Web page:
“There are so many physical benefits,” he added. “A lot of studies have already demonstrated that the nature of the movements is so unique, and the circular motion creates powerful circulation in the body. It’s not just the blood, but the energy, and that treats a wide range of problems without drugs — it treats pain, it treats headaches. There are so many benefits.”

Besides teaching others how to teach the class, he is asking them to compile data to prove his point. He pointed to one veteran in Tennessee, who said she used tai chi to drastically cut down on painkillers.

Zarita Croney, an Afghanistan veteran, suffered from post-traumatic stress, three bulging discs, one eroded disc and intermittent paralysis, plus a host of other issues.

“I had to have a huge purse just for all my meds. You’d look inside and see nothing but pill bottles.” While still in the military, she said she cycled through an array of pain medications. “I’d have to lay in bed for three hours, just waiting for the medicine to work,” she said.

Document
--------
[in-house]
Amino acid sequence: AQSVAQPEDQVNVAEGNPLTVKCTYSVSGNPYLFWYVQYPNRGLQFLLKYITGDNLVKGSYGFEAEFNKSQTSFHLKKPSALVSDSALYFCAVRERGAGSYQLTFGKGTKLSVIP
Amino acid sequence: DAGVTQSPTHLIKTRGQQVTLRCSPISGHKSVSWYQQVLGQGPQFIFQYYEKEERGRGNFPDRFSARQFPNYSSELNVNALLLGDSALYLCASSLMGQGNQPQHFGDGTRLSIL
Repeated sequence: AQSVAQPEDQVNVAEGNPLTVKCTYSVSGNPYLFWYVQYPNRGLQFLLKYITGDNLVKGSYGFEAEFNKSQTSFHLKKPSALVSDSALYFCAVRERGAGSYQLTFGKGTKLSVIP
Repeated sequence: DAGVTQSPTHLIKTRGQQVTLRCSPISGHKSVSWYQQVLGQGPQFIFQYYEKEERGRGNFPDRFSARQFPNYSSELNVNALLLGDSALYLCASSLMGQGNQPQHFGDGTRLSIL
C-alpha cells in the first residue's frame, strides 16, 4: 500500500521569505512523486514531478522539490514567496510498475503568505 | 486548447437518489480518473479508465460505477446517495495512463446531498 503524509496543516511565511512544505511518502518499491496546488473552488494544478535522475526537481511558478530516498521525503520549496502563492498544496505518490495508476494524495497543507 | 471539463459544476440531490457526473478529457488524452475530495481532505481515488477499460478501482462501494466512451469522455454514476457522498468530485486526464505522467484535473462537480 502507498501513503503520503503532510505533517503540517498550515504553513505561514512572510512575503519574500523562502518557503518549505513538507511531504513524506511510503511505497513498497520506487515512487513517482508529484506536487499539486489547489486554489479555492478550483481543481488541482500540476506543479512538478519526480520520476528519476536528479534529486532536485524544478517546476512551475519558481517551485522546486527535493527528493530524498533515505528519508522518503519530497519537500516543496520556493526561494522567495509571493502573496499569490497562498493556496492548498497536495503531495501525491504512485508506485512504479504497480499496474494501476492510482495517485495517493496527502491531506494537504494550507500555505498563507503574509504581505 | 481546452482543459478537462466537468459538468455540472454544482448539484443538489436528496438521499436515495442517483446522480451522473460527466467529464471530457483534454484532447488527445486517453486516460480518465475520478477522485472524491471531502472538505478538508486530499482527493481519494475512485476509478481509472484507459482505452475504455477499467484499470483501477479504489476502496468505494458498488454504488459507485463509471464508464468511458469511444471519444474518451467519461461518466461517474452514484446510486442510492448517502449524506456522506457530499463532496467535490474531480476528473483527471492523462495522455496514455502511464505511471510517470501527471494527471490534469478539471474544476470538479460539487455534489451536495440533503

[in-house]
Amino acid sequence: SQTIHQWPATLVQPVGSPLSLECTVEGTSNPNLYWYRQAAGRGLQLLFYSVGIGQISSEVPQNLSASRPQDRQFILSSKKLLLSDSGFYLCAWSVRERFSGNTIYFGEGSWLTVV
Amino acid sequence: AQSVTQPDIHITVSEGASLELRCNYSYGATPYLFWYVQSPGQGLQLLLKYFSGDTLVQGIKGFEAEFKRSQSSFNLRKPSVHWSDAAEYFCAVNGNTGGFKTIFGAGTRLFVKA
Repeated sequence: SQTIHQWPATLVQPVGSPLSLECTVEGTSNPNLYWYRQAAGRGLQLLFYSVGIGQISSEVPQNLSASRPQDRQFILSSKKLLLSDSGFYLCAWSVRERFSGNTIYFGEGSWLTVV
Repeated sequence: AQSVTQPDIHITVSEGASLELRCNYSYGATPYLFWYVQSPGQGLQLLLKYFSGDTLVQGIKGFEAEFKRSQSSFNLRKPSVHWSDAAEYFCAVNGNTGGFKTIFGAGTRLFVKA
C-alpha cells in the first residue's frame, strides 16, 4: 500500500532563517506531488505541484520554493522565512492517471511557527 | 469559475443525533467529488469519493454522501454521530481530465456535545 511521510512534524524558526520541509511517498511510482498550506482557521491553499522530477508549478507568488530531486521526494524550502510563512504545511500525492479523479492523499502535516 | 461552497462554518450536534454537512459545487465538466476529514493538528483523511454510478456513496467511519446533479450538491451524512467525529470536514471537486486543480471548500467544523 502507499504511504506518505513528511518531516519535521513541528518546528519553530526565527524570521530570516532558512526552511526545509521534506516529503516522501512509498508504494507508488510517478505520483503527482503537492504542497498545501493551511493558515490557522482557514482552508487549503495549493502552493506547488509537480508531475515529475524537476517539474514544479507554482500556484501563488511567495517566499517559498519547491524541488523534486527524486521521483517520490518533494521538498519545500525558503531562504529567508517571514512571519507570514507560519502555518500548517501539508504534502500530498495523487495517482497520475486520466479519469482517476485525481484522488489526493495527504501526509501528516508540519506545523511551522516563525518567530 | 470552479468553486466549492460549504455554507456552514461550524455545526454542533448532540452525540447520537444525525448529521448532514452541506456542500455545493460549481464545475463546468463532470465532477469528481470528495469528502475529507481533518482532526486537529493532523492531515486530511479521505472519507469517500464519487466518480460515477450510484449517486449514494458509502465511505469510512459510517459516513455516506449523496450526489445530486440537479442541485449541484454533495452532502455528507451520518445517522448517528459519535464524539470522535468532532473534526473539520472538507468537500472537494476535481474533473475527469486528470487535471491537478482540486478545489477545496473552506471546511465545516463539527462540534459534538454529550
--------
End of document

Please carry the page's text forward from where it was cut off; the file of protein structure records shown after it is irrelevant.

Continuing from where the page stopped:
Croney spiraled into depression until she reached out to the Tennessee Valley Health Care System for mental health. Her VA recommended recreation therapy, including the tai chi Guo promotes.

Mind and Machine

www.youtube.com

“The first time in tai chi, they had to wheel me there in a wheelchair,” she said. “The first few visits, I couldn’t get through the whole class. Then I start getting more range of motion. My instructor said, ‘Even if you can’t do it, see yourself doing it in your mind.’ And as you go along, your body does catch up with what the mind is doing.

“I went from visiting the emergency room at least once a month to get shot up with morphine, to walking with a cane, and sometimes without the cane. I’ve cut out about three-fourths of the pills I was on,” she said. “With all these things, it’s a battle every day, but tai chi gave me the foundation.”

Guo says this is nothing new to him.

“Pain symptoms are very complex and not just physical. The symptoms of stress, tension, or anger and bad emotions, that creates chemicals in the brain that stimulate pain,” he said. “Tai chi not only relaxes, it promotes healing.”